Alfred Slote And The Unconscious

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I recently watched a moving ESPN 30 for 30 short documentary on an author in the twilight of his life reflecting on the now out of print children’s novel ‘Jake’ that he considers to be his masterpiece. It is rich subject matter for a psychological discussion. We have a man, Alfred Slote, struggling to make sense of the powerful unconscious forces and creative activity that brought his book into existence. The documentary gives him a chance to put his life and work in perspective. The opportunity to see a person struggling to make meaning out of a life where his greatest creative act has been out of print since 1981 and is largely unknown to the world is inspiring and tragic.

In this article we will discuss Slote’s process of writing ‘Jake’ and how it fits the psychological aspects of artistic creation said to be inspired by the collective unconscious and by unconscious factors in one’s own life and personality. Even though Slote was not trained as a psychologist, he was able to access his unconscious knowledge to paint an accurate psychological picture of a child who feels helpless in a hostile world due to uncertainty about his status with caregivers. You can watch the documentary and read the first two chapters of ‘Jake’ here.

Psychologists have proposed various definitions of the unconscious. Some, most notably Carl Jung, are concerned with universal symbols and the common undercurrent that runs through humanity. They bubble up into our conscious thought from time to time and appear to us in our dreams. Think of some archetypal symbols like a knight, a maiden, a flower, or flowing water. These symbols can evoke powerful emotions that are not really dependent on conscious thought or rational definitions. These symbols are preconscious and have meaning to us because they tap into our fundamental existential situation. In this sense the unconscious is thought to be shared by all of us and is part of being human.

Other psychologists, like Rollo May and Erich Fromm, don’t look at the unconscious as something that is physically real. They believe there is no such thing as ‘the unconscious’, and instead are concerned with dimensions of an individual’s personality and situation that are not yet in his or her conscious awareness. These unconscious factors will be different for every person and depend upon constitution, upbringing, culture, neuroses, and a whole host of other factors.

Whether you believe the unconscious is a shared or an individual phenomenon, you have surely had a thought that came to you out of the blue, or gained an insight in your life where all of a sudden you saw things differently. This is what we are talking about when we refer to the unconscious. These experiences lead us to the eerie realization that our conscious viewpoint of the world is often made up of fictions, half truths, and rationalizations. We have been socialized, acculturated, indoctrinated by dogmas and social mandates, and in the process have come to believe that our narrow viewpoint of reality is reality. Then the unconscious bubbles up and smashes apart these preconceptions, showing us a more pure and truthful version of our human situation.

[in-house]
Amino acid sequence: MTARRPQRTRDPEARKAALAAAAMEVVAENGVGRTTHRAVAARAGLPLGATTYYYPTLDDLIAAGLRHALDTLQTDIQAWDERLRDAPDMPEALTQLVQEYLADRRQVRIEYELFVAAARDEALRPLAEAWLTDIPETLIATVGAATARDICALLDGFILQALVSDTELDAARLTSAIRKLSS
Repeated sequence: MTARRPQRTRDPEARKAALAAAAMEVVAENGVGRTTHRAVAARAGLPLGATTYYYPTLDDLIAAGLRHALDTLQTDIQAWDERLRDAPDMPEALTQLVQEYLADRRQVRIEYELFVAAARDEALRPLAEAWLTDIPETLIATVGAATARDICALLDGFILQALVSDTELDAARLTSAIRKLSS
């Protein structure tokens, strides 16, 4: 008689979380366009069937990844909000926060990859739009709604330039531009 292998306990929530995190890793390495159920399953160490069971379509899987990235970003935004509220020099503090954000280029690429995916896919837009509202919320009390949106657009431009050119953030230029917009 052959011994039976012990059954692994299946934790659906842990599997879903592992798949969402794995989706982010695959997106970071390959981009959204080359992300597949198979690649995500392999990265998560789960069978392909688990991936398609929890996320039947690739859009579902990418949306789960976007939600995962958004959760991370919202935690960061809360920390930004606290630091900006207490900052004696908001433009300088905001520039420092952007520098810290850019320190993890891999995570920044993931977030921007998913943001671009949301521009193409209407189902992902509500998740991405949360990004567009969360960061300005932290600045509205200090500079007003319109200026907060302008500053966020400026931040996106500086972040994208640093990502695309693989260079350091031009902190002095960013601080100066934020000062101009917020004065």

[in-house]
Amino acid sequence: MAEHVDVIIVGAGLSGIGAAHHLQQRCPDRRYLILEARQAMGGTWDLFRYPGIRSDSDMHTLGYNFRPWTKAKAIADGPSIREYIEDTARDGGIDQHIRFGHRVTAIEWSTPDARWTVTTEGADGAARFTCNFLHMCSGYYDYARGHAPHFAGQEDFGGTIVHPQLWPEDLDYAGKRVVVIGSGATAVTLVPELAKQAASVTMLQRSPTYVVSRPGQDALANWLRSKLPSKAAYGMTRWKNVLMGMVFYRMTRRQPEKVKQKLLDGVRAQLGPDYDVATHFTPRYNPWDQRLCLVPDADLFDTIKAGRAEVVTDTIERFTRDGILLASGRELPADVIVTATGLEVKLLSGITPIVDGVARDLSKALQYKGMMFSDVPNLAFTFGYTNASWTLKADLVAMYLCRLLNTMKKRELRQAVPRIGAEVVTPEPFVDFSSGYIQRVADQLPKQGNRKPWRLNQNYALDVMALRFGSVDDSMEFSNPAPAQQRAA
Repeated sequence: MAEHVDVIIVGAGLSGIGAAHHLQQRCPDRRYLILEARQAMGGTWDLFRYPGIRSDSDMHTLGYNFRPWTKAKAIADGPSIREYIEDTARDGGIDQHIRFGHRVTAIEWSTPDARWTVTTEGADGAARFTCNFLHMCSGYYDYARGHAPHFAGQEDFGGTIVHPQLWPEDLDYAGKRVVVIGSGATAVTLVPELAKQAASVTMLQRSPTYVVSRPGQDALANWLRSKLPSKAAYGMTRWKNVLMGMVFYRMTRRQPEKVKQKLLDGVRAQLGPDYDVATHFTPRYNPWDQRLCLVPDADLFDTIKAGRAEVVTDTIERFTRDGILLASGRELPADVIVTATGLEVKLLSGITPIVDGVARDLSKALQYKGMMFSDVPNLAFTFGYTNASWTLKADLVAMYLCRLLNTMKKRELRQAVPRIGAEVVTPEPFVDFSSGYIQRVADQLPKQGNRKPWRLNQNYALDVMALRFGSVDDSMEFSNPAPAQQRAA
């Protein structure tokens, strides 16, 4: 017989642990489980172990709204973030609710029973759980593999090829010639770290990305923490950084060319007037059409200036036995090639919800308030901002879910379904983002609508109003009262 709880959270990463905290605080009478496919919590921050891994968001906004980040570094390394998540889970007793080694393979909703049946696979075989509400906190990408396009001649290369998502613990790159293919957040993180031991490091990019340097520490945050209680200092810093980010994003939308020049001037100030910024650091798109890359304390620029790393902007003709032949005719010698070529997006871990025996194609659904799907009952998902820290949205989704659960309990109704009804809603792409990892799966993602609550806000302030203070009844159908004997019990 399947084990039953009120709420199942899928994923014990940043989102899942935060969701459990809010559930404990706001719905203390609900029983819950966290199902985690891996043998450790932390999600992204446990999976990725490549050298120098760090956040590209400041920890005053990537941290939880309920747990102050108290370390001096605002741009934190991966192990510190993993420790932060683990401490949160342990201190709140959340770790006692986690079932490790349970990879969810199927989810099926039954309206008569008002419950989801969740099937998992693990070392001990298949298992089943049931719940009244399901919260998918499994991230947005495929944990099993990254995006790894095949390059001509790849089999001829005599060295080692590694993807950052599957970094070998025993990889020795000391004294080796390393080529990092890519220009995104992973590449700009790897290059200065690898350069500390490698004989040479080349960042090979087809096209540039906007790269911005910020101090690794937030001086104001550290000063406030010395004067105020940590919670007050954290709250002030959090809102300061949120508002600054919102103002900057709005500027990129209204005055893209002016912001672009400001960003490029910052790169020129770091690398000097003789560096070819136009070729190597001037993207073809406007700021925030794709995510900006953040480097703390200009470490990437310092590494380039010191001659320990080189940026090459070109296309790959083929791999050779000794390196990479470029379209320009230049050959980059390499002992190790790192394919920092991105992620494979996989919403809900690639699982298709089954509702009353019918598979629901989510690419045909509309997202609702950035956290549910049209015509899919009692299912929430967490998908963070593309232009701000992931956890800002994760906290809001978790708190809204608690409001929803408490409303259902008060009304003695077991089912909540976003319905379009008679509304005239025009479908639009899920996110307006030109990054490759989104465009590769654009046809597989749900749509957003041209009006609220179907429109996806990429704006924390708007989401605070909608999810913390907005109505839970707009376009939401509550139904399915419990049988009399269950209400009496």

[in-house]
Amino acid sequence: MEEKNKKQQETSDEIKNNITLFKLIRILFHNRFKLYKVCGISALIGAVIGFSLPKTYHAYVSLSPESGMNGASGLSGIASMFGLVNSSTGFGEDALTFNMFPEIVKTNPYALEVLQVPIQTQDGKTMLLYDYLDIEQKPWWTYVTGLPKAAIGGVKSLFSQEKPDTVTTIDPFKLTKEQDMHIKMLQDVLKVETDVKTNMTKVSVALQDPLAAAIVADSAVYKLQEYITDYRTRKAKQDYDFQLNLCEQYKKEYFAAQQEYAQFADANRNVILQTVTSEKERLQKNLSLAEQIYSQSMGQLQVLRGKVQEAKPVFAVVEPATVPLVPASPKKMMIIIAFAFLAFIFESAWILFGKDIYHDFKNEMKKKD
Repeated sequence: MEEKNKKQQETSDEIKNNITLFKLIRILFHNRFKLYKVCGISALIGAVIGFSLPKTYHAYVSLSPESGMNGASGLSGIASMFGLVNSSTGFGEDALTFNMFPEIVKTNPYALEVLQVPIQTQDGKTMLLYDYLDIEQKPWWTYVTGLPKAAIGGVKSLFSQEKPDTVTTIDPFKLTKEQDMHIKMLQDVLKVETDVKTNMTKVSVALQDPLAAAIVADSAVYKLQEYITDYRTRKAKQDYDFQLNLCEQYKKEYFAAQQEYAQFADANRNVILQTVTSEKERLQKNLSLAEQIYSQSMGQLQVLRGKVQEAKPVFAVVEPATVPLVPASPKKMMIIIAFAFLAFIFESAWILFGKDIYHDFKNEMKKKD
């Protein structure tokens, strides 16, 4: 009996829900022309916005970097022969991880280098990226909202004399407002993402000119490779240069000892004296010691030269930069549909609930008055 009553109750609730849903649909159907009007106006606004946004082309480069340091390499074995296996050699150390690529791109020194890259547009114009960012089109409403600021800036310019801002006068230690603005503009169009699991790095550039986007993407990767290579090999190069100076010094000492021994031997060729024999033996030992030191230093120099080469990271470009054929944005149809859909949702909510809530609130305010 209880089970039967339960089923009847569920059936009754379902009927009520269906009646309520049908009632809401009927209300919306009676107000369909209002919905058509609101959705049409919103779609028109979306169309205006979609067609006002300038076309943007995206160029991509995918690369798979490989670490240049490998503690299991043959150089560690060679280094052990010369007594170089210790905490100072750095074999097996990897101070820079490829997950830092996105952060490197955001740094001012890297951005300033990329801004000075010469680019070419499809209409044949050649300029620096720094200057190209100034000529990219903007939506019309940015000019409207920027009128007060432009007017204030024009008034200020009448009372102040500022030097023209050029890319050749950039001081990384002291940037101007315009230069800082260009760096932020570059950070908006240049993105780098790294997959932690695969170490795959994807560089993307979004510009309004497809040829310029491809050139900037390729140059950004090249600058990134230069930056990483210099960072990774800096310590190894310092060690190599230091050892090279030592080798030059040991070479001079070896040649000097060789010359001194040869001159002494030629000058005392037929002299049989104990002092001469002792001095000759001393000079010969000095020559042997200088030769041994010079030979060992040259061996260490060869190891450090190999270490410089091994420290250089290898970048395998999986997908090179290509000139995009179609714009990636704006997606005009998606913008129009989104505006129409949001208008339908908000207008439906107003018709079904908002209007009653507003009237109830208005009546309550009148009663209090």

Slote, like all great artists, relied on his unconscious to drive his creativity and write his books. He seems to have had a particularly poignant, religious experience in the process of writing ‘Jake’ that still affects him today. Let’s look at some of Slote’s comments to see how they fit with our discussion of the unconscious.

While talking about writing his masterpiece he says “It wrote itself from page one because the kid was real. ‘My name is Jake Rather. It probably doesn’t mean that  much to you and it doesn’t mean that much to me.’ When I wrote that line the kid took over the book.” He goes on to say a little later in the interview “When I start my books I don’t know where I’m going. I didn’t know where that book was going. I don’t even know why I wrote the book.”

All of this speaks to an unconscious process where he let his conscious, rational thoughts take a back seat to powerful forces operating within him that needed to be expressed. He gave himself over to the encounter instead of trying to manage the direction of the story. We see a person who, after a lifetime of reflection, still cannot explain what motivated him to write it or explain where it came from. The beauty is that he does not have to and in fact will never be able to. It came from a place that defies logic or explanations.

Here’s Slote with some brilliant commentary about how modern technology has impeded artistic creation: “There’s a very major difference between a typewriter and a computer. A typewriter is a writing machine and a computer is an editing machine, and the books that come out of a typewriter are very different than the books that come out of a computer. The process changes the product, because you have the chance to make things perfect as you go along with the computer, and there’s a real loss of innocence I think. ‘Jake’ wrote itself in six months. With a computer I would have taken two years to write ‘Jake’, because I would have been making it right as I went along and sucking the life out of it too.”

He refers several times to how the book wrote itself. This is a key realization for all artists who use their unconscious to create. There is usually a sense of humbleness, a feeling of being a medium rather than the prime creator, a passenger rather than the conductor. People talk about being in touch with something bigger, unknown, and mystical during these moments of pure unconscious creation. What we are talking about of course is the religious experience. We can see that he had one and still feels reverence for it and for the book that was its physical manifestation.